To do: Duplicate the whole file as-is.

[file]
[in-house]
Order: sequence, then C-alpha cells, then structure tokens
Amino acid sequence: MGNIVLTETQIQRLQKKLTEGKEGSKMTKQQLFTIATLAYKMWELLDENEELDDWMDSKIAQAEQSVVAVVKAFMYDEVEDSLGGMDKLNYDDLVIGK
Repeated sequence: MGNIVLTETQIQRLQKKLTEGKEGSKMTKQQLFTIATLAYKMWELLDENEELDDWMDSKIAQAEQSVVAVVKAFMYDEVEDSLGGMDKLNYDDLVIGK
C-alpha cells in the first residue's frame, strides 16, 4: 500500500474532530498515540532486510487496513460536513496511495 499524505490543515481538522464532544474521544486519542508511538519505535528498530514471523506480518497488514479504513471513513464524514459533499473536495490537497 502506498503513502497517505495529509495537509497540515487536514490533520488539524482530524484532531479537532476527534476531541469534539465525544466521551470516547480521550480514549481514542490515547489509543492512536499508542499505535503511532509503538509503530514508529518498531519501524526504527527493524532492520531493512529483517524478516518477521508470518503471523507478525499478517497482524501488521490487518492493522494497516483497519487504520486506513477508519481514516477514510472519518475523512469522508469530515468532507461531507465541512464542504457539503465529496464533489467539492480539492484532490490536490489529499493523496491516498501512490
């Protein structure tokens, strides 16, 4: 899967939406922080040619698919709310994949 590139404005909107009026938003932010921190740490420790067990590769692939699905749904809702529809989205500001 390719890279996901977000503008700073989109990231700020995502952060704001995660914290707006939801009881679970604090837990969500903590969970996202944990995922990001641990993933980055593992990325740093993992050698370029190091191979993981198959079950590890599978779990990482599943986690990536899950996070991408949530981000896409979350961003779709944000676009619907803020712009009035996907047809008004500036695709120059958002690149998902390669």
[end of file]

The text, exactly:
[in-house]
Order: sequence, then C-alpha cells, then structure tokens
Amino acid sequence: MGNIVLTETQIQRLQKKLTEGKEGSKMTKQQLFTIATLAYKMWELLDENEELDDWMDSKIAQAEQSVVAVVKAFMYDEVEDSLGGMDKLNYDDLVIGK
Repeated sequence: MGNIVLTETQIQRLQKKLTEGKEGSKMTKQQLFTIATLAYKMWELLDENEELDDWMDSKIAQAEQSVVAVVKAFMYDEVEDSLGGMDKLNYDDLVIGK
C-alpha cells in the first residue's frame, strides 16, 4: 500500500474532530498515540532486510487496513460536513496511495 499524505490543515481538522464532544474521544486519542508511538519505535528498530514471523506480518497488514479504513471513513464524514459533499473536495490537497 502506498503513502497517505495529509495537509497540515487536514490533520488539524482530524484532531479537532476527534476531541469534539465525544466521551470516547480521550480514549481514542490515547489509543492512536499508542499505535503511532509503538509503530514508529518498531519501524526504527527493524532492520531493512529483517524478516518477521508470518503471523507478525499478517497482524501488521490487518492493522494497516483497519487504520486506513477508519481514516477514510472519518475523512469522508469530515468532507461531507465541512464542504457539503465529496464533489467539492480539492484532490490536490489529499493523496491516498501512490
């Protein structure tokens, strides 16, 4: 899967939406922080040619698919709310994949 590139404005909107009026938003932010921190740490420790067990590769692939699905749904809702529809989205500001 390719890279996901977000503008700073989109990231700020995502952060704001995660914290707006939801009881679970604090837990969500903590969970996202944990995922990001641990993933980055593992990325740093993992050698370029190091191979993981198959079950590890599978779990990482599943986690990536899950996070991408949530981000896409979350961003779709944000676009619907803020712009009035996907047809008004500036695709120059958002690149998902390669």